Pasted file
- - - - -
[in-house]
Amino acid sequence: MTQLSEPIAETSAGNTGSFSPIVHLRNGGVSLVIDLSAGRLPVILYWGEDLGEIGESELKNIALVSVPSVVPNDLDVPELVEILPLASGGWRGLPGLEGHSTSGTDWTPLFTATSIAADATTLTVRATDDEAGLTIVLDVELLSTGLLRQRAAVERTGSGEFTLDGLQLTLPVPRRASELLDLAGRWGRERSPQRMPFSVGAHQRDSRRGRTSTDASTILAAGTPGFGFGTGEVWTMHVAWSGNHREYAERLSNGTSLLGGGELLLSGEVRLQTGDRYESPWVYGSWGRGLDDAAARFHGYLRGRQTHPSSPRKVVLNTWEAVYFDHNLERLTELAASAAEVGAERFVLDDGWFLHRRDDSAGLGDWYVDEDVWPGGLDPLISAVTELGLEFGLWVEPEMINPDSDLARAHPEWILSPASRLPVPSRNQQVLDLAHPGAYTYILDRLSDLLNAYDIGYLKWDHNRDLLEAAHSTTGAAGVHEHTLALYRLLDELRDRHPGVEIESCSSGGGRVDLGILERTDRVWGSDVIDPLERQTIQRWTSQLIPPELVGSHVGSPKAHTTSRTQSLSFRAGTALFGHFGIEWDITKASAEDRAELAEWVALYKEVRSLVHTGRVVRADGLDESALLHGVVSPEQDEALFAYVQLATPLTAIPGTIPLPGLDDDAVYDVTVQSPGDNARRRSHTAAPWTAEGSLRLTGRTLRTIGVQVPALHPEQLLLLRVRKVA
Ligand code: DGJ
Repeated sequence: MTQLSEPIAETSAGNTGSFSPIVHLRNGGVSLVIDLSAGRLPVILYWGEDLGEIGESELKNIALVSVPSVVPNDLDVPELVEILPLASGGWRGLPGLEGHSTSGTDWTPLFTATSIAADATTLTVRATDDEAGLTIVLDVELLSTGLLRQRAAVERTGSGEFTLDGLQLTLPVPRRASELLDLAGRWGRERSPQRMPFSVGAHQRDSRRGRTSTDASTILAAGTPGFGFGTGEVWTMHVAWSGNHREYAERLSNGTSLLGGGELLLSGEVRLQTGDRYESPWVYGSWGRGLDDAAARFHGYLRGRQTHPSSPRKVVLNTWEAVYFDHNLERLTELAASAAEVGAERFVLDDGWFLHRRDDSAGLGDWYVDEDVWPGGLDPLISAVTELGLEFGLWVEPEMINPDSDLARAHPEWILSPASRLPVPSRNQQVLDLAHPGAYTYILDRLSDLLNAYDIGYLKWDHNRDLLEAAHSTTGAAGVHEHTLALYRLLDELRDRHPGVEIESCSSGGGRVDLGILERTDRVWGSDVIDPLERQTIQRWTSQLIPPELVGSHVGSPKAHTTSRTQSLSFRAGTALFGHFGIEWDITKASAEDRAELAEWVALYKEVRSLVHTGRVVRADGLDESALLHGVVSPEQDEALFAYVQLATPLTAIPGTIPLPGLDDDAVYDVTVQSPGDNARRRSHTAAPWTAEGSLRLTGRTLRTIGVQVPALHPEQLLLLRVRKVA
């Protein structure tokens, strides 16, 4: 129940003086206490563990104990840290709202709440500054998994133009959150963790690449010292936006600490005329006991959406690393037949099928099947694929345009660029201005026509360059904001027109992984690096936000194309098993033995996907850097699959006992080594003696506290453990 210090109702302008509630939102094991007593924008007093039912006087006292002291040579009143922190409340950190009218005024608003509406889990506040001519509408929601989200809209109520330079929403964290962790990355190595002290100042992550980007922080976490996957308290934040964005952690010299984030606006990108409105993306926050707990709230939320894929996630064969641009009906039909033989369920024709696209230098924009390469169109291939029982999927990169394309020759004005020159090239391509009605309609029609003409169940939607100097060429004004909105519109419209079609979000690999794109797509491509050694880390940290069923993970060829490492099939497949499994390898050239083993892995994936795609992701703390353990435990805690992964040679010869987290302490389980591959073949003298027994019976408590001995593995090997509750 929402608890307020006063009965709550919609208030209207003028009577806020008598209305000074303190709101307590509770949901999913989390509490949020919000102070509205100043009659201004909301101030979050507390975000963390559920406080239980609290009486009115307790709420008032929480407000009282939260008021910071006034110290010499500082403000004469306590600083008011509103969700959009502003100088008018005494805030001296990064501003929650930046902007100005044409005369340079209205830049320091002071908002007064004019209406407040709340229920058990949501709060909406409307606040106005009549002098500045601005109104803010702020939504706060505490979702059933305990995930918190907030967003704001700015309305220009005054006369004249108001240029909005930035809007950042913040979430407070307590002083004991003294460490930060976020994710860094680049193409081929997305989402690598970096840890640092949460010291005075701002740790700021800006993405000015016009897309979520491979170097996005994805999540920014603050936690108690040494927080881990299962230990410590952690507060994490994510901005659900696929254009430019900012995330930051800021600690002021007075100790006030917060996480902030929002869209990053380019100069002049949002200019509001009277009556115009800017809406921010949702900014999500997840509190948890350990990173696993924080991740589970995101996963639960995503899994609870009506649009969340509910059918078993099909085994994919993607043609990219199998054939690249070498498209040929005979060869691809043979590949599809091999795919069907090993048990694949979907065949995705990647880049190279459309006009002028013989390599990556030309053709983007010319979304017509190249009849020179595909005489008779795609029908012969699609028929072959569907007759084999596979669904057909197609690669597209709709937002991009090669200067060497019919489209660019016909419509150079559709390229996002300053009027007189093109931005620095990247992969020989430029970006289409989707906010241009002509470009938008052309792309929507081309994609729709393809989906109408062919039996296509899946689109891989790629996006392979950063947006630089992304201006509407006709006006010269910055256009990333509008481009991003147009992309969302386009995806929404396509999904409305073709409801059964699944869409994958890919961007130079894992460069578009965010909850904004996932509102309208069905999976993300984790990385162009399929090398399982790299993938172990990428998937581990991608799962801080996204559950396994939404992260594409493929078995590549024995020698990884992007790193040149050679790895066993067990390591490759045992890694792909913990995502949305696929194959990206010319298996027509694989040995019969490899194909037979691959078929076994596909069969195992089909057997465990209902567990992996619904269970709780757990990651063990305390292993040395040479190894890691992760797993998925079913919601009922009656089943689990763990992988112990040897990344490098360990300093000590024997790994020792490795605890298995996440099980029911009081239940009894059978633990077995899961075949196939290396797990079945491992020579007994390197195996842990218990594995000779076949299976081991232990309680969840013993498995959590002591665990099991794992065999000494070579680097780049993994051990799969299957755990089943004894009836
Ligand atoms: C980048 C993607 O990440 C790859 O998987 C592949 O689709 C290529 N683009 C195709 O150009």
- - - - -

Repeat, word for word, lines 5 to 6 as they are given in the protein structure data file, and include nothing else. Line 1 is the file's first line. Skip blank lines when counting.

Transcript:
């Protein structure tokens, strides 16, 4: 129940003086206490563990104990840290709202709440500054998994133009959150963790690449010292936006600490005329006991959406690393037949099928099947694929345009660029201005026509360059904001027109992984690096936000194309098993033995996907850097699959006992080594003696506290453990 210090109702302008509630939102094991007593924008007093039912006087006292002291040579009143922190409340950190009218005024608003509406889990506040001519509408929601989200809209109520330079929403964290962790990355190595002290100042992550980007922080976490996957308290934040964005952690010299984030606006990108409105993306926050707990709230939320894929996630064969641009009906039909033989369920024709696209230098924009390469169109291939029982999927990169394309020759004005020159090239391509009605309609029609003409169940939607100097060429004004909105519109419209079609979000690999794109797509491509050694880390940290069923993970060829490492099939497949499994390898050239083993892995994936795609992701703390353990435990805690992964040679010869987290302490389980591959073949003298027994019976408590001995593995090997509750 929402608890307020006063009965709550919609208030209207003028009577806020008598209305000074303190709101307590509770949901999913989390509490949020919000102070509205100043009659201004909301101030979050507390975000963390559920406080239980609290009486009115307790709420008032929480407000009282939260008021910071006034110290010499500082403000004469306590600083008011509103969700959009502003100088008018005494805030001296990064501003929650930046902007100005044409005369340079209205830049320091002071908002007064004019209406407040709340229920058990949501709060909406409307606040106005009549002098500045601005109104803010702020939504706060505490979702059933305990995930918190907030967003704001700015309305220009005054006369004249108001240029909005930035809007950042913040979430407070307590002083004991003294460490930060976020994710860094680049193409081929997305989402690598970096840890640092949460010291005075701002740790700021800006993405000015016009897309979520491979170097996005994805999540920014603050936690108690040494927080881990299962230990410590952690507060994490994510901005659900696929254009430019900012995330930051800021600690002021007075100790006030917060996480902030929002869209990053380019100069002049949002200019509001009277009556115009800017809406921010949702900014999500997840509190948890350990990173696993924080991740589970995101996963639960995503899994609870009506649009969340509910059918078993099909085994994919993607043609990219199998054939690249070498498209040929005979060869691809043979590949599809091999795919069907090993048990694949979907065949995705990647880049190279459309006009002028013989390599990556030309053709983007010319979304017509190249009849020179595909005489008779795609029908012969699609028929072959569907007759084999596979669904057909197609690669597209709709937002991009090669200067060497019919489209660019016909419509150079559709390229996002300053009027007189093109931005620095990247992969020989430029970006289409989707906010241009002509470009938008052309792309929507081309994609729709393809989906109408062919039996296509899946689109891989790629996006392979950063947006630089992304201006509407006709006006010269910055256009990333509008481009991003147009992309969302386009995806929404396509999904409305073709409801059964699944869409994958890919961007130079894992460069578009965010909850904004996932509102309208069905999976993300984790990385162009399929090398399982790299993938172990990428998937581990991608799962801080996204559950396994939404992260594409493929078995590549024995020698990884992007790193040149050679790895066993067990390591490759045992890694792909913990995502949305696929194959990206010319298996027509694989040995019969490899194909037979691959078929076994596909069969195992089909057997465990209902567990992996619904269970709780757990990651063990305390292993040395040479190894890691992760797993998925079913919601009922009656089943689990763990992988112990040897990344490098360990300093000590024997790994020792490795605890298995996440099980029911009081239940009894059978633990077995899961075949196939290396797990079945491992020579007994390197195996842990218990594995000779076949299976081991232990309680969840013993498995959590002591665990099991794992065999000494070579680097780049993994051990799969299957755990089943004894009836
Ligand atoms: C980048 C993607 O990440 C790859 O998987 C592949 O689709 C290529 N683009 C195709 O150009």